Even though we are a long way from the start of hockey, the Nashville Predators organization gave their fans an opportunity to interact with several players and with management at their annual "Skate of the Union" address. The event has expanded with a public skate and a lengthy question and answer session with several players and management and the ownership group as well as an update on various business and off ice activities of the Predators.
One question that has hung over the Predators organization since the signing of Shea Weber to the second largest contract in NHL history has been, "Will the Predators have the resources necessary to sign other players that can contribute to the continuation of their success?"
That question was addressed by General Manager David Poile as he announced that the team had signed Mike Fisher to a two year contract extension. That announcement was received with rousing applause by those fans in attendance.
The formal proceedings started with a question and answer session with five players: Mike Fisher; Paul Gaustad, Colin Wilson; Hal Gill; and Chris Mason.
"We can win here. This team will be in the hunt for years to come. After the season was over, I knew I wanted to come back here."
"I wanted my family to be in a good spot that they would enjoy living in and would be good for them. Nashville is certainly that place. Important for me was to be in a place where we had the ability to win. We can do that in Nashville."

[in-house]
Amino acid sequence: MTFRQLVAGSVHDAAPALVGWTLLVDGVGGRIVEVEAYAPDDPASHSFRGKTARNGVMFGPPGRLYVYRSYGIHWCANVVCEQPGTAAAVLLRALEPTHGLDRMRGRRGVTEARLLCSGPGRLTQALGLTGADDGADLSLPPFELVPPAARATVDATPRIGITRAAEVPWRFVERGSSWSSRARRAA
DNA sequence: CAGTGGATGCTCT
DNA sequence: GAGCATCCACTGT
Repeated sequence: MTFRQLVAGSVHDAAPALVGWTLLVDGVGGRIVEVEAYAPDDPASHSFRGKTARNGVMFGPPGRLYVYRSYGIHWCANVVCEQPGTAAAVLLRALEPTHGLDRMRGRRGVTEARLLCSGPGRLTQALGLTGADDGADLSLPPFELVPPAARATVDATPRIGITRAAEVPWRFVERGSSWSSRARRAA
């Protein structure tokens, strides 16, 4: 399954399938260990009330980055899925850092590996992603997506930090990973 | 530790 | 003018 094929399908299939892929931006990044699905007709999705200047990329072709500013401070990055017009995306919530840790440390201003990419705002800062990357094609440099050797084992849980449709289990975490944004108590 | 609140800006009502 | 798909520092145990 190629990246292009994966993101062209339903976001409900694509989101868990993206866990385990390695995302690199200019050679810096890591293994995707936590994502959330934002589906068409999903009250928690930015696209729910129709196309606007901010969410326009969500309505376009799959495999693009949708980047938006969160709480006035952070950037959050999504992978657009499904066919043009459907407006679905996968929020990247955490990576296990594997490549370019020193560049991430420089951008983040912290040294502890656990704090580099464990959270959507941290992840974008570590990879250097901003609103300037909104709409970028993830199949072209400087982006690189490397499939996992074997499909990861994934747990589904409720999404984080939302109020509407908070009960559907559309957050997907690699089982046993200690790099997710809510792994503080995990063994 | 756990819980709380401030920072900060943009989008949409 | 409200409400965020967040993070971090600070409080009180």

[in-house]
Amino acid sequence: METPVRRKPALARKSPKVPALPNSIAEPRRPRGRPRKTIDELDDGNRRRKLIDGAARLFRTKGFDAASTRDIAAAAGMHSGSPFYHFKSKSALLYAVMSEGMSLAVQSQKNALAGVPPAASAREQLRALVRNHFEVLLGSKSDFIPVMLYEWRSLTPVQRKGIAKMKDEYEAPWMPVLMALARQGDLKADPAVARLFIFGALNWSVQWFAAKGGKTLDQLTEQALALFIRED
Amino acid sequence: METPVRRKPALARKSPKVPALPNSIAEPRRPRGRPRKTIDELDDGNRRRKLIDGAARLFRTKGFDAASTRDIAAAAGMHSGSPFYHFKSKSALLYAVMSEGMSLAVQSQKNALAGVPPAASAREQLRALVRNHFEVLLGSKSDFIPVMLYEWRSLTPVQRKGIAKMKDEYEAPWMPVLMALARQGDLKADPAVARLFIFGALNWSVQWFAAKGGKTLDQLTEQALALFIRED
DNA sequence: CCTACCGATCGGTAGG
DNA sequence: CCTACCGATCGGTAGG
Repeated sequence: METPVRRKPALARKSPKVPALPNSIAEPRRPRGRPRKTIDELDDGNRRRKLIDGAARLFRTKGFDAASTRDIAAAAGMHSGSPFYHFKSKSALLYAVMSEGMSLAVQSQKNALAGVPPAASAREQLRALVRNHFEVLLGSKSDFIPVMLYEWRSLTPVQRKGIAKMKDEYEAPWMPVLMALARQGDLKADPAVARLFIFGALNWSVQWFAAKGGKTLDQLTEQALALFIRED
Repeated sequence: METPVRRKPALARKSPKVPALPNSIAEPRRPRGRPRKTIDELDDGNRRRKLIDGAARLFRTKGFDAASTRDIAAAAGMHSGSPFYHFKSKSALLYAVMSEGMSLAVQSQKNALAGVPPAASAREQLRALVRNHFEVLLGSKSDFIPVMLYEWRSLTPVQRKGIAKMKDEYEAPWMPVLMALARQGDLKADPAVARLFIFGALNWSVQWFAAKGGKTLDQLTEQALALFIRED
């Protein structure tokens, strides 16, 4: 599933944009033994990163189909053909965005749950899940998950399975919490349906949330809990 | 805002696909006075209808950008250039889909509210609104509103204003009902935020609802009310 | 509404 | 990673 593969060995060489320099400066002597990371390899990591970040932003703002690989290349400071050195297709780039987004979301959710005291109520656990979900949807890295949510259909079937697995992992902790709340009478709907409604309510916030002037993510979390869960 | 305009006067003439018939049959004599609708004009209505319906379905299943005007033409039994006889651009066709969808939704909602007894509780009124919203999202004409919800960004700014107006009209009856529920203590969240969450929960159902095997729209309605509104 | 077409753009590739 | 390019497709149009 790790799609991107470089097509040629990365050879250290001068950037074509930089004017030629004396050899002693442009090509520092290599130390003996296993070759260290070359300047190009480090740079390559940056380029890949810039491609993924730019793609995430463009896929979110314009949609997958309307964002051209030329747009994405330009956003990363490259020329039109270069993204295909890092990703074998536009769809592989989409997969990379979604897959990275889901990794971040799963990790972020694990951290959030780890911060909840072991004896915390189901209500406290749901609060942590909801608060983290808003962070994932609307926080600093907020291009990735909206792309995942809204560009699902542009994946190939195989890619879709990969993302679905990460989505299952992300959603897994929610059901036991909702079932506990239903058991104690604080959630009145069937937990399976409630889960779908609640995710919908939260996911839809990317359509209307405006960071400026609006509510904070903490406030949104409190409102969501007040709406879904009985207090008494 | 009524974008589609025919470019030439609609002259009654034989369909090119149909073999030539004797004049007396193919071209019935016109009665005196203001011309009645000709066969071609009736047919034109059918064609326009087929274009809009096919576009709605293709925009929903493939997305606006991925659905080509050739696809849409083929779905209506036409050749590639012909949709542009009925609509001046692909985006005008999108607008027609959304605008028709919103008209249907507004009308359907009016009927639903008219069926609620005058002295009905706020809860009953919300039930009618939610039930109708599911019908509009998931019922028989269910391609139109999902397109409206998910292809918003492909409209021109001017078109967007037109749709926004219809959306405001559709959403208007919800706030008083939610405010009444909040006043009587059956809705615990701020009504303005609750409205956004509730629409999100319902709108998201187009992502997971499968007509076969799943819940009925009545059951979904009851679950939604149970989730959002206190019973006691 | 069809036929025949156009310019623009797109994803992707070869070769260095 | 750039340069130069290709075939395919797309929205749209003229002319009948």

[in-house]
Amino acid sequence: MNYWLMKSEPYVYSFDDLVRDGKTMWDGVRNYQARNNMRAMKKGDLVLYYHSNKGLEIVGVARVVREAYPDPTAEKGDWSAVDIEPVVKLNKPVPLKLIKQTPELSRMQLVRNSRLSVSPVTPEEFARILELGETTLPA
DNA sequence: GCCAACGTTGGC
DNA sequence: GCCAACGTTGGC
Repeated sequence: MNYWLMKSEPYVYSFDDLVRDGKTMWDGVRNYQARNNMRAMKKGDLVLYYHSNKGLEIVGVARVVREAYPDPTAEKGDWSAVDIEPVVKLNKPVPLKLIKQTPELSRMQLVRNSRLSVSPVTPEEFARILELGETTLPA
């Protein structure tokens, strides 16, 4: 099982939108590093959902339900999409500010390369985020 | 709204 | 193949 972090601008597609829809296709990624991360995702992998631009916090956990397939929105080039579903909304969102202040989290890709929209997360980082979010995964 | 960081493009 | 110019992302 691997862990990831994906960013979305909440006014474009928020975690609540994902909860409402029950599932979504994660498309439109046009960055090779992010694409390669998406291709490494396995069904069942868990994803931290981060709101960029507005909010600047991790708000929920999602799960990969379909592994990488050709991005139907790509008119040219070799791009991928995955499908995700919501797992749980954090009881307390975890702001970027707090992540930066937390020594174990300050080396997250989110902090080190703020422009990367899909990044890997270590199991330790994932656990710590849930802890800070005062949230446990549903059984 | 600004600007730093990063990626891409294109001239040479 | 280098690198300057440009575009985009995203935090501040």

Gill talked about coming to the team in February and getting on the team plane and looking across the aisle and seeing Shea Weber. "Here is a guy who is a stud, the best defenseman in the League, and he is playing a video game. And I realized he is a 'vidiot'." (According to the guys on the panel, Shea really enjoys playing his video games).
"I have been in Nashville longer than any other place in my career. There is a trust and familiarity that has been built over the years. I want to win and play for a winner, and we can win here. My role is to be able to come in and give the team quality starts and give Peks some rest."
Wilson jokingly said that he wasn't going to sign a contract extension unless the team signed Hal Gill because he needed someone that would make fun of him in the dressing room. Wilson said that his off ice training has been rigorous. "I have trained at Jonathan Toews' gym for a while but am now going into a phase of extensive on ice training. That is where the intensity really picks up, and I am going into that phase of training now."
Wilson was excited and pleased with the contract extension that he signed in the off season and the faith the organization has shown in him and his development.
Mike spoke about some of his off season activities, including some time he spent in Sydney, Australia. Mike also spoke about some of his charitable endeavors and continues to be very involved in the community.
Watching the players interact with each other, it is apparent that there is a strong sense of camaraderie among these guys. They are not just team mates, but there is a genuine appreciation for each other as people. And newcomers Gaustad and Gill fit right in with their team mates. Gill in particular is gregarious and laughs easily, and it is obvious why the players in the locker room look to him for his leadership.
The SOTU then moved to a panel discussion with management and the coaches. In this group was: Tom Cigarran, Team Governor and President of the ownership group; Jeff Cogan; President; Sean Henry, Chief Operating Officer; David Poile, General Manager; and Peter Horachek, Assistant Head Coach. The panel was moderated by Predators Play by Play announcer Pete Weber.
Here are the highlights of their comments: